For the night of 3 April 2014
Russia-NATO: Russia recalled its chief military envoy to NATO. Russian Deputy Defense Minister Anatoly Antonov said, "The policy of artificially fanning tensions is not our choice. Nevertheless, we can see no way to continue our military cooperation with NATO as usual. We have decided to recall the Russian chief military envoy to NATO, Colonel General Valery Yevnevich, to Moscow for consultations."
Antonov said NATO's suspension of civilian and military cooperation with Russia "nullifies the results of joint work over the past several years."
Russia also wants NATO to explain its plans to reinforce its military presence in Eastern Europe. Foreign Minister Sergei Lavrov said, "We not only expect answers, but answers... based fully on respect for the rules we agreed on."
Comment: NATO has finally reacted to Russian activism in the language that the Russians understand: military action. Poland, the Baltics, Romania and the US have announced plans for exercises with Ukrainian forces. Poland announced it wants 10,000 more NATO armored soldiers stationed in Poland. NATO air forces have also reinforced the NATO air mission in Lithuania. The US has sent another surface combatant into the Black Sea.
Ukraine has sent a team of officers to participate in a NATO exercise in Bulgaria. The Ukrainian parliament unanimously approved two exercises with the US in Ukraine this summer.
Open source reporting indicates most of the exercises are meant mainly to signify NATO's commitment to the defense of its members and to warn Russia against annexing more of Ukraine. Virtual training using computers will be prominent in some of the exercises.
Poland is not likely to get the extra soldiers it seeks because most NATO countries intend to reduce defenses expenditures this year. A lot depends on Russian behavior, however.
Russia's reply to sanctions was to offer talks in Paris and to showcase a visit to Crimea by Prime Minister Medvedev. Its response to the suspension of NATO cooperation was to recall its chief military envoy.
Even mostly symbolic increases in NATO military activity are enough to remind Russia's leaders that Russia and Russian forces are not strong enough to risk revitalizing NATO's military power. NATO finally has gotten Moscow's attention.
Lithuania: Lithuania said Russian fighter jets have been passing close enough to the airspace of the Baltic Republics to merit scrambling NATO jets on a weekly basis. Vaidotas Linkus, a spokesman for the Defense Ministry, said, "The number of incidents of NATO jets being scrambled to identify Russian Federation aircraft increased in January and February this year."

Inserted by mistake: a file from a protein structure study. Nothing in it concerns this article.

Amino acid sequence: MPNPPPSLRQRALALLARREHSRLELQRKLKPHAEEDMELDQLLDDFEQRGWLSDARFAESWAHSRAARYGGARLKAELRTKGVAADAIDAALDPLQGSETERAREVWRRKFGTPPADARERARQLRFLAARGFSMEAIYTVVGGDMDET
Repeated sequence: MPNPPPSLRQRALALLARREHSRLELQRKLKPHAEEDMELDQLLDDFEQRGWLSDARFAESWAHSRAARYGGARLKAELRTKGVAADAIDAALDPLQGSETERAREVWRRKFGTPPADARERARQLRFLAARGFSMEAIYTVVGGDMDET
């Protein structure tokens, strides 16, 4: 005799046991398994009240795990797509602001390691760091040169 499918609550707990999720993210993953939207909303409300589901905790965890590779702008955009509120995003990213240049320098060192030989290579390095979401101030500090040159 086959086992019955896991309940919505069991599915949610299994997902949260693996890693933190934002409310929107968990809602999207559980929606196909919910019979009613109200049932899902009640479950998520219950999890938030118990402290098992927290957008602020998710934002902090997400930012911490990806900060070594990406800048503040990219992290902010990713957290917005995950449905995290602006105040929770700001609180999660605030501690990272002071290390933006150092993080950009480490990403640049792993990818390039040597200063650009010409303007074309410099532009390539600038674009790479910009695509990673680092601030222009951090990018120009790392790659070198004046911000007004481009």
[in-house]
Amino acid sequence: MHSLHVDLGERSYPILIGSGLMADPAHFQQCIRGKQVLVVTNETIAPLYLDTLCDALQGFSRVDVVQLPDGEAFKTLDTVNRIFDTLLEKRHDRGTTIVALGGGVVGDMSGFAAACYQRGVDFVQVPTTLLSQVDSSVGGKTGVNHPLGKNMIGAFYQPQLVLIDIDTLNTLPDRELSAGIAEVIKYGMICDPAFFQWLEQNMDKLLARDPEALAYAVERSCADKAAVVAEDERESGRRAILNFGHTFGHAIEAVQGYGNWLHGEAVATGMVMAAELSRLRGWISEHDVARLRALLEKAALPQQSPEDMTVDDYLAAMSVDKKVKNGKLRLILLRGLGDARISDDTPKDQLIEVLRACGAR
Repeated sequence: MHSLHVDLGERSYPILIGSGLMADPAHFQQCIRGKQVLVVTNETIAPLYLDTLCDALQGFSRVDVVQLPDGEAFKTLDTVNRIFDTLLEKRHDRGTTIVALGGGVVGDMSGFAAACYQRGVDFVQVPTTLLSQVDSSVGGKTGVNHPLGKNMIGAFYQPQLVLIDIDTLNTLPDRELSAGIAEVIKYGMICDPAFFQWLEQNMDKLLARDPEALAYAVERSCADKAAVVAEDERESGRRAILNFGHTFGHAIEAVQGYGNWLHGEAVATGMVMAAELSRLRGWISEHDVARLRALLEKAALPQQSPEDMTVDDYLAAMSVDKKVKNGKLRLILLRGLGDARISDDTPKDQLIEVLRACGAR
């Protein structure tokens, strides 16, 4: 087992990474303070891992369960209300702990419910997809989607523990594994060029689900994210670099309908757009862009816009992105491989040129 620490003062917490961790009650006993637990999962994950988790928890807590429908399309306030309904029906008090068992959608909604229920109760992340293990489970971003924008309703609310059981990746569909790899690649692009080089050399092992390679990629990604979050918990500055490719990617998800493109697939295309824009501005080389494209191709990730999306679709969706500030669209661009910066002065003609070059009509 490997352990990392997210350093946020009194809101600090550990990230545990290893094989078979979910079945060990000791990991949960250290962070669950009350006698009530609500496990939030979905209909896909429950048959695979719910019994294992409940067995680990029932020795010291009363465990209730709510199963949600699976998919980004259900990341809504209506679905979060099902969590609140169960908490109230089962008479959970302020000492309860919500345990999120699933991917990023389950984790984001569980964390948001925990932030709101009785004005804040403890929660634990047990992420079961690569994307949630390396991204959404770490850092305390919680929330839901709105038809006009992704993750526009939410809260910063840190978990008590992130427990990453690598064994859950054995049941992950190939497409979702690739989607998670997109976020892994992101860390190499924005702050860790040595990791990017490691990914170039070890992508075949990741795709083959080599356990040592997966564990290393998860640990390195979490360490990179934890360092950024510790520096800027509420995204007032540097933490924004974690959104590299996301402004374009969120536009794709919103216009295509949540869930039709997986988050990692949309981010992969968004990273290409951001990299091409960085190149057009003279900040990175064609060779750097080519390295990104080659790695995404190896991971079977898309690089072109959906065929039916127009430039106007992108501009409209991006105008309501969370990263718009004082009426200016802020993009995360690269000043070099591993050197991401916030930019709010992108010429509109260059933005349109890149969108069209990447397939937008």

Comment: The key word is increased. Since the collapse of the Soviet Union, Russian fighter jets and armored units from Belarus have routinely attempted to intimidate Lithuania by training close to the border.
The intimidation tactics were the reason for the routine deployment of NATO fighters to Lithuania. Nevertheless, the intimidation is real and deliberate. The poaching along the border always worsens when NATO forces fail to react
Turkey: For the record. Turkish authorities lifted a ban on Twitter following Wednesday's constitutional court ruling, officials and media reports say.
The court directed the country's telecommunication authorities that they must lift the two-week-old ban because it was a breach of freedom of expression.
Comment: Apparently it was not needed because there was no significant backlash or inconvenience as a result of the ban.
One commentator observed that the ground swell victory by Prime Minister Erdogan's Justice and Development Party (AKP) came from its base of conservative voters, most of whom are offline all the time.
Syria: Opposition activists again accused President Bashar al-Asad's forces of using poison gas in Syria's civil war on Thursday, posting footage of an apparently unconscious man lying on a bed and being treated.
Activists from the opposition "Jobar Revo" group posted the video on YouTube. A voice off-screen said Thursday's date and that there was "a poison attack in Jobar."
Comment: A week ago, the Syrian ambassador to the UN sent a letter to the UN presenting what was described as intercepted radio communications between opposition activists about their plan to conduct a gas attack and inquiring about the availability and location of gas masks. The Jobar neighborhood of Damascus was cited in the intercept as the target. Jobar is under rebel control.
Both sides have dissembled so often that this is not a credible story. The web posting reassured viewers that no one died from the attack and no one was seriously injured.
Central African Republic (CAR)-Chad: The government of Chad said Thursday it is withdrawing more than 800 peacekeepers from a mission to stabilize neighboring Central African Republic.
"Despite the sacrifices we have made, Chad and Chadians have been targeted in a gratuitous and malicious campaign that blamed them for all the suffering in CAR," Chad's foreign ministry said in a statement. It said Chadian troops would remain in place while the practicalities of the withdrawal were confirmed.
Comment: The Chadians have made important contributions to peacemaking and peacekeeping in Sahelian Africa, including in Mali last year. In Central African Republic they have acted to protect Muslim civilians from Christian militias, sometimes with as little discipline as the militias.
End of NightWatch for 3 April.
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